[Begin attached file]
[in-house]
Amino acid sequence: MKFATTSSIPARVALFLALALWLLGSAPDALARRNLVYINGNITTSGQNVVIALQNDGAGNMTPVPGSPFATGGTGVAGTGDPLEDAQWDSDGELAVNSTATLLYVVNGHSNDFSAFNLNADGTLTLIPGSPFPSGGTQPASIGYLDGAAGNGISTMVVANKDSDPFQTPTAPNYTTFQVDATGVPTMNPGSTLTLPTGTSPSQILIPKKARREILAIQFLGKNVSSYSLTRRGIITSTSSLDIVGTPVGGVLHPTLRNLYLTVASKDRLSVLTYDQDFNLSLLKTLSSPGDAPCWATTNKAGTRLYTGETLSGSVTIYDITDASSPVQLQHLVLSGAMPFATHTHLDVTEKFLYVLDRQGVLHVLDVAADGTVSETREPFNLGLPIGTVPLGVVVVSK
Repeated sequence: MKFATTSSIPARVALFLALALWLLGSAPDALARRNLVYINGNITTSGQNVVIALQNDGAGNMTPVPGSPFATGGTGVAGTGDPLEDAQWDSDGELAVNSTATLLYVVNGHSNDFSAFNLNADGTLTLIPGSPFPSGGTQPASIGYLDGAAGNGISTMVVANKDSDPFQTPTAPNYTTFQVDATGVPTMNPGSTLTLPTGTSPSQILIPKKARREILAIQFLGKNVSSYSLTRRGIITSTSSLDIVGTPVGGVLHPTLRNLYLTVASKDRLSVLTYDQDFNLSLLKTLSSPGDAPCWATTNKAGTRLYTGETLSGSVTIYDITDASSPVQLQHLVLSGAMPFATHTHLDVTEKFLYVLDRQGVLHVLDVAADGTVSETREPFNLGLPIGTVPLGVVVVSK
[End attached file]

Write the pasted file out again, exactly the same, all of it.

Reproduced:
[in-house]
Amino acid sequence: MKFATTSSIPARVALFLALALWLLGSAPDALARRNLVYINGNITTSGQNVVIALQNDGAGNMTPVPGSPFATGGTGVAGTGDPLEDAQWDSDGELAVNSTATLLYVVNGHSNDFSAFNLNADGTLTLIPGSPFPSGGTQPASIGYLDGAAGNGISTMVVANKDSDPFQTPTAPNYTTFQVDATGVPTMNPGSTLTLPTGTSPSQILIPKKARREILAIQFLGKNVSSYSLTRRGIITSTSSLDIVGTPVGGVLHPTLRNLYLTVASKDRLSVLTYDQDFNLSLLKTLSSPGDAPCWATTNKAGTRLYTGETLSGSVTIYDITDASSPVQLQHLVLSGAMPFATHTHLDVTEKFLYVLDRQGVLHVLDVAADGTVSETREPFNLGLPIGTVPLGVVVVSK
Repeated sequence: MKFATTSSIPARVALFLALALWLLGSAPDALARRNLVYINGNITTSGQNVVIALQNDGAGNMTPVPGSPFATGGTGVAGTGDPLEDAQWDSDGELAVNSTATLLYVVNGHSNDFSAFNLNADGTLTLIPGSPFPSGGTQPASIGYLDGAAGNGISTMVVANKDSDPFQTPTAPNYTTFQVDATGVPTMNPGSTLTLPTGTSPSQILIPKKARREILAIQFLGKNVSSYSLTRRGIITSTSSLDIVGTPVGGVLHPTLRNLYLTVASKDRLSVLTYDQDFNLSLLKTLSSPGDAPCWATTNKAGTRLYTGETLSGSVTIYDITDASSPVQLQHLVLSGAMPFATHTHLDVTEKFLYVLDRQGVLHVLDVAADGTVSETREPFNLGLPIGTVPLGVVVVSK